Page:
“They asked us to change our business plan, they asked us to change who we were, they took away 38 people’s jobs. It just blows me away,” she said. “You don’t have the right to destroy our staff’s lives, our lives. What we’ve worked for. This is my life.”

Over the summer months that they were allowed to open for outside service, Zarza set up tables in the parking lot and business boomed. To initially reopen, she had to use her personal savings for food and alcohol orders, but over time, was able to put aside some money in preparation for the next shutdown. Her customers were generous with their tips, which helped pull the front-of-house staff through. The cash donations she received went to the cooks as Christmas bonuses.

“They all got money so that they could—at that point, it’s not even at the point of buying your kids Christmas presents, it was buying groceries,” she said.

Zarza’s business model is based around being a community bar, which was apparent as Alibi opened at 11 a.m. on New Year’s Eve. By 11:30 a.m., the place was bustling, with staff and customers happy to see each other again.

However, that didn’t come without a cost. Two days later, Zarza came to work to see graffiti all over her building, including “Fascist bar” written in large blue letters along her front windows and “Nazis” along the side wall.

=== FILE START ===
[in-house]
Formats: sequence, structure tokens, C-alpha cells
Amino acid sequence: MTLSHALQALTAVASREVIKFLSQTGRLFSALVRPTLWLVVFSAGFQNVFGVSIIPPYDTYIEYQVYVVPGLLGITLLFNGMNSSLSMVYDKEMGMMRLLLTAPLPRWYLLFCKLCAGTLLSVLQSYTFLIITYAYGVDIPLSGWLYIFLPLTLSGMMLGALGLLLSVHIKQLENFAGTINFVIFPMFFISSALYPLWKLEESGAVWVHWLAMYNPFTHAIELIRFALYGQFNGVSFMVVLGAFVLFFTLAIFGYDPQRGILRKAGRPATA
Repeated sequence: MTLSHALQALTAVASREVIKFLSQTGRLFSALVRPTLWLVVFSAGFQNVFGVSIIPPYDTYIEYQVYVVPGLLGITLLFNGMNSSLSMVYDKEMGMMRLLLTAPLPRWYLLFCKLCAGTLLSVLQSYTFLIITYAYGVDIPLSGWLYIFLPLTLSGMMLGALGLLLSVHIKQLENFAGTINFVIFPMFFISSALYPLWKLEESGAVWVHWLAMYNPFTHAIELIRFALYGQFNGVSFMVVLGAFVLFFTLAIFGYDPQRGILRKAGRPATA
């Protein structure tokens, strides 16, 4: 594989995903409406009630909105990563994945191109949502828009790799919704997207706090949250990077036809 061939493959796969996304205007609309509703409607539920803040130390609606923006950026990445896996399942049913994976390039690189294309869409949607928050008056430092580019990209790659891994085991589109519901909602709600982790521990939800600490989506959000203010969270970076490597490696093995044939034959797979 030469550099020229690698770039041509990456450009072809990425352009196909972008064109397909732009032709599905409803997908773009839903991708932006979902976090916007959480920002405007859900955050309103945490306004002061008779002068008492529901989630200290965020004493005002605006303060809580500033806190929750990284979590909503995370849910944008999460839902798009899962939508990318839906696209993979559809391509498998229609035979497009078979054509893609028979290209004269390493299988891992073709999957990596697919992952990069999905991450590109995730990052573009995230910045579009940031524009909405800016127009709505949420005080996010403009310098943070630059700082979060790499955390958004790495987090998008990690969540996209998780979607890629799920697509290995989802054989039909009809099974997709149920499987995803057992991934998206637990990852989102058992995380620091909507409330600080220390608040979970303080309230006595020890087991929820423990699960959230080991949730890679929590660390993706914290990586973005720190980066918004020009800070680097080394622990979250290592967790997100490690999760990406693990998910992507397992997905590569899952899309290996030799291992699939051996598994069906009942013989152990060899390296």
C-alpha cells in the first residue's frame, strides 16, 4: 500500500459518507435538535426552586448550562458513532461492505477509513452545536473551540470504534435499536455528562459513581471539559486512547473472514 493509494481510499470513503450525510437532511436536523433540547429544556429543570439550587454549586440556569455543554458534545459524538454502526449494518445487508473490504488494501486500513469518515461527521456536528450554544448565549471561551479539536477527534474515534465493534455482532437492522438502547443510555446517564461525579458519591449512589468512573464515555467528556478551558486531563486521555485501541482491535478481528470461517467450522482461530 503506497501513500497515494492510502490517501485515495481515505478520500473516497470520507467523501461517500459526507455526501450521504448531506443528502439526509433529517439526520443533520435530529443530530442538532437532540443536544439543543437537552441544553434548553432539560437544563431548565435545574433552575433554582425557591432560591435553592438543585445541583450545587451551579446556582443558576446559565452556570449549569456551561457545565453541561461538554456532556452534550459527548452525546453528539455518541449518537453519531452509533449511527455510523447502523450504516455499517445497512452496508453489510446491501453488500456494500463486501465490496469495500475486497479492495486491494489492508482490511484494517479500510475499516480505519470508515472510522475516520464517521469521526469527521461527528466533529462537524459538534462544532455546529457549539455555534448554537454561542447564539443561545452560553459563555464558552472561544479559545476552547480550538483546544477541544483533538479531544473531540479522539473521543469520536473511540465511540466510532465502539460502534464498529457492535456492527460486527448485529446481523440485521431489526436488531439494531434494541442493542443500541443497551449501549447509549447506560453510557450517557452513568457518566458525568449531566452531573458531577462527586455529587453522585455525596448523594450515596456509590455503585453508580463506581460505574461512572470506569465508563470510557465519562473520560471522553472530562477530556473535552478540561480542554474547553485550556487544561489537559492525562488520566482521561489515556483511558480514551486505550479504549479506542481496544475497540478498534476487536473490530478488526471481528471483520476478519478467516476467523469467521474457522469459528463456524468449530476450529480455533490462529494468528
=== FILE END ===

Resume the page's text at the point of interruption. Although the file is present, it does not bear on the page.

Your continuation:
Graffiti along the front windows of Alibi Drinkery in the Minneapolis metro area, Minn., on Jan. 3, 2021. (Courtesy of Lisa Monet Zarza)
Graffiti along the front windows of Alibi Drinkery in the Minneapolis metro area, Minn., on Jan. 3, 2021. (Courtesy of Lisa Monet Zarza)

“Some of the messages that I’ve gotten from people—horrible, horrible, horrible messages—like ‘I hope you die,’ ‘I hope your family dies,’” Zarza said. “I’ve been followed, I’ve been threatened, just because I want to open my business.

“Every single season, we see something else that’s trying to tear apart America, and we’re supposed to be standing together and fighting together.

“That’s what I see this whole pandemic is—it was one more way for them to segregate America. And it’s just so sad.”

On Jan. 7, a judge issued Zarza a $3,000-per-day fine if she opened again, and she felt forced to close the doors. That is, until Walz’s executive order allowed the reopening of restaurants on Jan. 11, at 50 percent capacity.

“Given the fact that Defendant is purposely promoting its violation of the injunction, exposing a multitude of patrons at the establishment, the fine should be in an amount to achieve compliance,” the judge wrote.

For now, Alibi is open, but Zarza is bracing for the next battle.

“It sounds like you’re in Germany, it sounds like you’re in Russia, it sounds like you’re in a communist country, when you say you’re going to go to jail for opening your business,” she said.

On Dec. 28, the Star Tribune listed 94 restaurants in the Twin Cities that had permanently shuttered after a year of shutdowns and riots devastated the region. The list was far from comprehensive, but was still about triple the number reported in 2019.
Charlotte Cuthbertson is a senior reporter with The Epoch Times who primarily covers border security and the opioid crisis.